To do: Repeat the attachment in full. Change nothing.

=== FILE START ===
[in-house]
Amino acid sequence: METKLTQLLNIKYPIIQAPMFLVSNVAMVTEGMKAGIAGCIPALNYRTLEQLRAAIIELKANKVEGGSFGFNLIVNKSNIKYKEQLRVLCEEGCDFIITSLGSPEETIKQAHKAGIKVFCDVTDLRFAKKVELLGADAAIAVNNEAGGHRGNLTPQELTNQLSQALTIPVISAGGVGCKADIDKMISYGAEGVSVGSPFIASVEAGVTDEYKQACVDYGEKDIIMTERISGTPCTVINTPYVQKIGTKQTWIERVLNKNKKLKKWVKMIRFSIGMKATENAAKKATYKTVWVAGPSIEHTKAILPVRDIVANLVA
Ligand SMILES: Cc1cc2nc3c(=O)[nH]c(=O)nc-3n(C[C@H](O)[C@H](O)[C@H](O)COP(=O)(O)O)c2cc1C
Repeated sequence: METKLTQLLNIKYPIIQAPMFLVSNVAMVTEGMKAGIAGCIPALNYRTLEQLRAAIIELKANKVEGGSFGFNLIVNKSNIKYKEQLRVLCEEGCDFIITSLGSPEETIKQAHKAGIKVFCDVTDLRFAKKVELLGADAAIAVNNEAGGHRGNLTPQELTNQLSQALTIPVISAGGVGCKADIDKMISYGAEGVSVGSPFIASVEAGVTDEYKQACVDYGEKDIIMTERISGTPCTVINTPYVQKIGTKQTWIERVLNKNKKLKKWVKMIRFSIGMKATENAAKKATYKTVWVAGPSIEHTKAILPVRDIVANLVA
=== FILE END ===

[in-house]
Amino acid sequence: METKLTQLLNIKYPIIQAPMFLVSNVAMVTEGMKAGIAGCIPALNYRTLEQLRAAIIELKANKVEGGSFGFNLIVNKSNIKYKEQLRVLCEEGCDFIITSLGSPEETIKQAHKAGIKVFCDVTDLRFAKKVELLGADAAIAVNNEAGGHRGNLTPQELTNQLSQALTIPVISAGGVGCKADIDKMISYGAEGVSVGSPFIASVEAGVTDEYKQACVDYGEKDIIMTERISGTPCTVINTPYVQKIGTKQTWIERVLNKNKKLKKWVKMIRFSIGMKATENAAKKATYKTVWVAGPSIEHTKAILPVRDIVANLVA
Ligand SMILES: Cc1cc2nc3c(=O)[nH]c(=O)nc-3n(C[C@H](O)[C@H](O)[C@H](O)COP(=O)(O)O)c2cc1C
Repeated sequence: METKLTQLLNIKYPIIQAPMFLVSNVAMVTEGMKAGIAGCIPALNYRTLEQLRAAIIELKANKVEGGSFGFNLIVNKSNIKYKEQLRVLCEEGCDFIITSLGSPEETIKQAHKAGIKVFCDVTDLRFAKKVELLGADAAIAVNNEAGGHRGNLTPQELTNQLSQALTIPVISAGGVGCKADIDKMISYGAEGVSVGSPFIASVEAGVTDEYKQACVDYGEKDIIMTERISGTPCTVINTPYVQKIGTKQTWIERVLNKNKKLKKWVKMIRFSIGMKATENAAKKATYKTVWVAGPSIEHTKAILPVRDIVANLVA